Carolyn Hax is away. In her absence, we are offering columns from her archive.
Dear Carolyn: My husband died unexpectedly at age 33, just weeks after conceiving our first baby. I’m now at 19 weeks and holding up relatively well, I think. No major meltdowns since those hellish early weeks. I try to remind myself daily that my job right now is to keep my baby healthy, which means sticking to my normal routine of working and taking care of myself and accepting support from friends and family who offer it.
Things are fine now, but I’m terrified there will come some moment when it hits me that I’m alone and everything will fall to pieces. I worry about losing my job, my mind and this pregnancy, though not in that order. I have not shared these worries with anyone, but something tells me you’ll suggest therapy.
A: My condolences, and congratulations – what an intensely difficult time you’re navigating.
Counseling is a natural suggestion, but it’s not the only one, especially since you’re just fearing crisis vs. experiencing one.
I would recommend, however, finding a reputable therapist, even if you don’t actually call. Your child is in utero, you’re in a routine, your emotions are holding steady – it’s an ideal time to prepare for emotional winter.
For every loss you fear, there is a way to prepare. You can have money saved, your résumé updated, any leases or loan documents gathered and accessibly filed, your insurance coverage reviewed and updated, your contingency plans sketched out, your loved ones on speed dial, and the business card for that reputable therapist handy.
You can also do more positive preparations, since they are hopeful, yet practical, and therefore grounding.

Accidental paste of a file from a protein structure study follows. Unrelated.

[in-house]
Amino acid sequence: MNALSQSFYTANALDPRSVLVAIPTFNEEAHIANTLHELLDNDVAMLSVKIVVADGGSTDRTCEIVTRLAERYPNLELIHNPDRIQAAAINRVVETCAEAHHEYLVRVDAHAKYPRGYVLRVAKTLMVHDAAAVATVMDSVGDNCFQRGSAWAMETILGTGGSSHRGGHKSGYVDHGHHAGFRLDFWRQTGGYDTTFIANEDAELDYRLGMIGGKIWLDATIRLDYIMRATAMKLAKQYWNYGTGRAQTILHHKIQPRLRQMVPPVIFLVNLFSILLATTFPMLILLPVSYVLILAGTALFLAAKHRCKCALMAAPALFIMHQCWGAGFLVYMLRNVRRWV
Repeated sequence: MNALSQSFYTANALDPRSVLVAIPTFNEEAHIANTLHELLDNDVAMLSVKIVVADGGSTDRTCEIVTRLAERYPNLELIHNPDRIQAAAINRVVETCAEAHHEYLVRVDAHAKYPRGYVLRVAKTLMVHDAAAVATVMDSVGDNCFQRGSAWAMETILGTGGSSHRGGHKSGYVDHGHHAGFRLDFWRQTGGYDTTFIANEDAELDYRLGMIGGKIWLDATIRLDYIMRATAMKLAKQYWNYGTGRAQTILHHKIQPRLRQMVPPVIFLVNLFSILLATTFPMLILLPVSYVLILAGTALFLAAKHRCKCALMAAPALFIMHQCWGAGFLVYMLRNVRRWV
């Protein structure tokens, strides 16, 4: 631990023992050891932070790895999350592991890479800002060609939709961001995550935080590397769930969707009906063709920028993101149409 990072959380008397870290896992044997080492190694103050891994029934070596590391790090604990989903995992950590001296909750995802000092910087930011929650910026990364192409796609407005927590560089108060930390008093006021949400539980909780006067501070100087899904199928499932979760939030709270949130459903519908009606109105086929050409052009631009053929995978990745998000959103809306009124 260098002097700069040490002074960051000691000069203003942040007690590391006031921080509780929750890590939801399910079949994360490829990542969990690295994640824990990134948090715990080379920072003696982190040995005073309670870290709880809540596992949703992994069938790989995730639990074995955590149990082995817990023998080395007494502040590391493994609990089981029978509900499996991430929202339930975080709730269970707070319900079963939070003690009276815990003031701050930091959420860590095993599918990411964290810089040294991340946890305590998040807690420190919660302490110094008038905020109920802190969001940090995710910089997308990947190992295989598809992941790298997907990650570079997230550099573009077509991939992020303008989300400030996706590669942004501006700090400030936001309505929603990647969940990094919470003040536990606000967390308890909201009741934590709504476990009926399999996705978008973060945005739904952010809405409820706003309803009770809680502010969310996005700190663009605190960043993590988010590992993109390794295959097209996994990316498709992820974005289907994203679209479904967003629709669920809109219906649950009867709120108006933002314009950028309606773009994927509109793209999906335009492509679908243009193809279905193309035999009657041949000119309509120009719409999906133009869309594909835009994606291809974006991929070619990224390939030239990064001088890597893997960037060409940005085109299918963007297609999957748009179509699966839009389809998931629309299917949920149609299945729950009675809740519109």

I’d recommend this kind of planning for anyone, particularly those who are responsible for others. We’re talking about it here only because you’re fresh off a reminder that nothing in life is certain – not because your position is any more precarious than anyone else’s.
In fact: Since, at any given time, any one of us is a day away from not recognizing life as we knew it just 24 hours before, I believe the people who know this are better equipped, not worse, to shoulder such responsibilities.
You found out, hellishly, how strong you really are.
So make whatever concrete plans will help you sleep better at night, and leave room to take pleasure in the soft kicks and blankies and wardrobes covered in ducks. Believe in these pleasures – and your plans. Believe in those supportive friends and family members, believe in yourself.
Dear Carolyn: I’m trying to figure out what to make of a good friend who knows my brother died recently (my husband told her right after if happened) and has yet to contact me or pay condolences through card, phone, email, text, whatever. It feels like the demise of a friendship and it is adding to my already substantial grief.
– East Coast
A: Some people just turn into complete morons in the face of death; they fear their words won’t help, and say nothing.
Some words get lost – particularly when technology is involved.
Please just tell your friend how upset you are. Find out who or what failed whom. Then don’t blame or punish, just listen, and form your expectations of her accordingly.
I’m sorry – I hope it’s not a loss upon a loss.